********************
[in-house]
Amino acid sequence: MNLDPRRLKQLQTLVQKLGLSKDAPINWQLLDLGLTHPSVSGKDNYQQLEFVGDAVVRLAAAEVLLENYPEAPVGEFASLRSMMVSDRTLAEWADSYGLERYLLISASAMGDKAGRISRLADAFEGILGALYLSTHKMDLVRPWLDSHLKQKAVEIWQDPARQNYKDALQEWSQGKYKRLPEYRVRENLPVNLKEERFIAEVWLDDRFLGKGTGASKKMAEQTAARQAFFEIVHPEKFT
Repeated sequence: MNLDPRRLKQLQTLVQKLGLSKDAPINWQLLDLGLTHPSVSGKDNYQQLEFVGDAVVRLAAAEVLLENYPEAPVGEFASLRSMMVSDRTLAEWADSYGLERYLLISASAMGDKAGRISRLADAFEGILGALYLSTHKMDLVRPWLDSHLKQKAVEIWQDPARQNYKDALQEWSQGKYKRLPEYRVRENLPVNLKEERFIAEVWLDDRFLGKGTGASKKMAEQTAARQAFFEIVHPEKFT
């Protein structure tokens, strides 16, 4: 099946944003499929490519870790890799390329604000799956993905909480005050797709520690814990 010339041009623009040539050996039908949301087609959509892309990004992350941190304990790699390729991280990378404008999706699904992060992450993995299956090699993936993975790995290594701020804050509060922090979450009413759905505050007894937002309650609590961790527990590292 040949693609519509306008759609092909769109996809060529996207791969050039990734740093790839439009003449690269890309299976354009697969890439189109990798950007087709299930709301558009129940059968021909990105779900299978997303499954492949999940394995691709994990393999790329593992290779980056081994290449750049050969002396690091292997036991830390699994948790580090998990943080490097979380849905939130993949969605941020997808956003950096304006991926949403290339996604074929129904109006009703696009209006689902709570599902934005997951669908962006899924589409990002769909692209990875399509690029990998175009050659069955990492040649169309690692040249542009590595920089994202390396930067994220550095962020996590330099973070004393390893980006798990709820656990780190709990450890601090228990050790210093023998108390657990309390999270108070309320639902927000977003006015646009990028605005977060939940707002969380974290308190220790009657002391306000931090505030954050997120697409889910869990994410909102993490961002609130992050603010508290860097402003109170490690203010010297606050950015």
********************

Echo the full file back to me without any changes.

[in-house]
Amino acid sequence: MNLDPRRLKQLQTLVQKLGLSKDAPINWQLLDLGLTHPSVSGKDNYQQLEFVGDAVVRLAAAEVLLENYPEAPVGEFASLRSMMVSDRTLAEWADSYGLERYLLISASAMGDKAGRISRLADAFEGILGALYLSTHKMDLVRPWLDSHLKQKAVEIWQDPARQNYKDALQEWSQGKYKRLPEYRVRENLPVNLKEERFIAEVWLDDRFLGKGTGASKKMAEQTAARQAFFEIVHPEKFT
Repeated sequence: MNLDPRRLKQLQTLVQKLGLSKDAPINWQLLDLGLTHPSVSGKDNYQQLEFVGDAVVRLAAAEVLLENYPEAPVGEFASLRSMMVSDRTLAEWADSYGLERYLLISASAMGDKAGRISRLADAFEGILGALYLSTHKMDLVRPWLDSHLKQKAVEIWQDPARQNYKDALQEWSQGKYKRLPEYRVRENLPVNLKEERFIAEVWLDDRFLGKGTGASKKMAEQTAARQAFFEIVHPEKFT
């Protein structure tokens, strides 16, 4: 099946944003499929490519870790890799390329604000799956993905909480005050797709520690814990 010339041009623009040539050996039908949301087609959509892309990004992350941190304990790699390729991280990378404008999706699904992060992450993995299956090699993936993975790995290594701020804050509060922090979450009413759905505050007894937002309650609590961790527990590292 040949693609519509306008759609092909769109996809060529996207791969050039990734740093790839439009003449690269890309299976354009697969890439189109990798950007087709299930709301558009129940059968021909990105779900299978997303499954492949999940394995691709994990393999790329593992290779980056081994290449750049050969002396690091292997036991830390699994948790580090998990943080490097979380849905939130993949969605941020997808956003950096304006991926949403290339996604074929129904109006009703696009209006689902709570599902934005997951669908962006899924589409990002769909692209990875399509690029990998175009050659069955990492040649169309690692040249542009590595920089994202390396930067994220550095962020996590330099973070004393390893980006798990709820656990780190709990450890601090228990050790210093023998108390657990309390999270108070309320639902927000977003006015646009990028605005977060939940707002969380974290308190220790009657002391306000931090505030954050997120697409889910869990994410909102993490961002609130992050603010508290860097402003109170490690203010010297606050950015």